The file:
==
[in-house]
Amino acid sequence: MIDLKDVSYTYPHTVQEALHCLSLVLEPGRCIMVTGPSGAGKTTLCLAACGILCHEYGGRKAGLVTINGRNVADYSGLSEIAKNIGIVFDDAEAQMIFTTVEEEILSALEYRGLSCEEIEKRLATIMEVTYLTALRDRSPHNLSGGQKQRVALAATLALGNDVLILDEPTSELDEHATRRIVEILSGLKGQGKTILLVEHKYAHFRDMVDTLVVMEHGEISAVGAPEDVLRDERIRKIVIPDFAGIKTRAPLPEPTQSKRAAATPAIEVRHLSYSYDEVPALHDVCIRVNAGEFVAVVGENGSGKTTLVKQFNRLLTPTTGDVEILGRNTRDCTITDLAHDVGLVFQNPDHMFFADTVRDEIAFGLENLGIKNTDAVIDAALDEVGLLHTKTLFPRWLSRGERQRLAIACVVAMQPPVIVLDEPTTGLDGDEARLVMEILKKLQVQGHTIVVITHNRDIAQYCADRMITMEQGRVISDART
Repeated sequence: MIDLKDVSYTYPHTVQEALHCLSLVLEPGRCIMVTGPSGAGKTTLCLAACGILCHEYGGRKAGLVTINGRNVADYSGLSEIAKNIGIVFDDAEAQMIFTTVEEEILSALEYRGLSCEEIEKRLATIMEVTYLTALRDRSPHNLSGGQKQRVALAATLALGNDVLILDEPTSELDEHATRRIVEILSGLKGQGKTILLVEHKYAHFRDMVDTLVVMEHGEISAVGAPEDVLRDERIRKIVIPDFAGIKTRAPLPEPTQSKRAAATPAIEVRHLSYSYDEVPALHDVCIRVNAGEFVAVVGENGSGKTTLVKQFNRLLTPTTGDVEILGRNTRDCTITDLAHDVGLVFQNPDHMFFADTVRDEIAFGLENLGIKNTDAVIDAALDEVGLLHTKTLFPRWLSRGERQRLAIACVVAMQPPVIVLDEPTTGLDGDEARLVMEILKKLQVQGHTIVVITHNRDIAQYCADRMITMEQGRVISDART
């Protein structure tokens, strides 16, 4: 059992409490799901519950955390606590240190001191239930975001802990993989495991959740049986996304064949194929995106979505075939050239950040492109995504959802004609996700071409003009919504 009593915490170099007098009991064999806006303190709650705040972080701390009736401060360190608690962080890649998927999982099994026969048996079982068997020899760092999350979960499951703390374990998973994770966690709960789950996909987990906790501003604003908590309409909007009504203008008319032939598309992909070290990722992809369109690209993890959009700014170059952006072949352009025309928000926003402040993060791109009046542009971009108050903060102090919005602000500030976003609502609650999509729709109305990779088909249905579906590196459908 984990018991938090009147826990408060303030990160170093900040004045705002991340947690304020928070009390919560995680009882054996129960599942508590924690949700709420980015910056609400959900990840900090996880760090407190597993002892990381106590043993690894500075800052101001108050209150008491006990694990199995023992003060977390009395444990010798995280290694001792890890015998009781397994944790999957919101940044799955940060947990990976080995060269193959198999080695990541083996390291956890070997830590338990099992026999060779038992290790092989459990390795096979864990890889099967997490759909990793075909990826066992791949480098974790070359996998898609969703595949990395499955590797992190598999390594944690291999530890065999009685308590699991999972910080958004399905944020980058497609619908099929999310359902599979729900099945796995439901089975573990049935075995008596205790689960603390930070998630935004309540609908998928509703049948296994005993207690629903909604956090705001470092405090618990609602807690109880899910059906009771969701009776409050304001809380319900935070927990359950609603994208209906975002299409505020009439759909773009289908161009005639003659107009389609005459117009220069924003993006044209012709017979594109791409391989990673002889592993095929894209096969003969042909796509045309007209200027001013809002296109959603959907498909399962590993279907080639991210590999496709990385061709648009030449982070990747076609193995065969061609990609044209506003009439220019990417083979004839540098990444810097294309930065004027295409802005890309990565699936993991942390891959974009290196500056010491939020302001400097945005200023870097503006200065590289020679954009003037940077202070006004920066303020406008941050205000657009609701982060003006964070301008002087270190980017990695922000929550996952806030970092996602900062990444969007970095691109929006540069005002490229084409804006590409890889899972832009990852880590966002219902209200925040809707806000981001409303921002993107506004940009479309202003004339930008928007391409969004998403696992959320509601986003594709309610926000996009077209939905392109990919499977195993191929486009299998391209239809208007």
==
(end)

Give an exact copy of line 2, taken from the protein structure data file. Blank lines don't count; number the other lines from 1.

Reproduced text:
Amino acid sequence: MIDLKDVSYTYPHTVQEALHCLSLVLEPGRCIMVTGPSGAGKTTLCLAACGILCHEYGGRKAGLVTINGRNVADYSGLSEIAKNIGIVFDDAEAQMIFTTVEEEILSALEYRGLSCEEIEKRLATIMEVTYLTALRDRSPHNLSGGQKQRVALAATLALGNDVLILDEPTSELDEHATRRIVEILSGLKGQGKTILLVEHKYAHFRDMVDTLVVMEHGEISAVGAPEDVLRDERIRKIVIPDFAGIKTRAPLPEPTQSKRAAATPAIEVRHLSYSYDEVPALHDVCIRVNAGEFVAVVGENGSGKTTLVKQFNRLLTPTTGDVEILGRNTRDCTITDLAHDVGLVFQNPDHMFFADTVRDEIAFGLENLGIKNTDAVIDAALDEVGLLHTKTLFPRWLSRGERQRLAIACVVAMQPPVIVLDEPTTGLDGDEARLVMEILKKLQVQGHTIVVITHNRDIAQYCADRMITMEQGRVISDART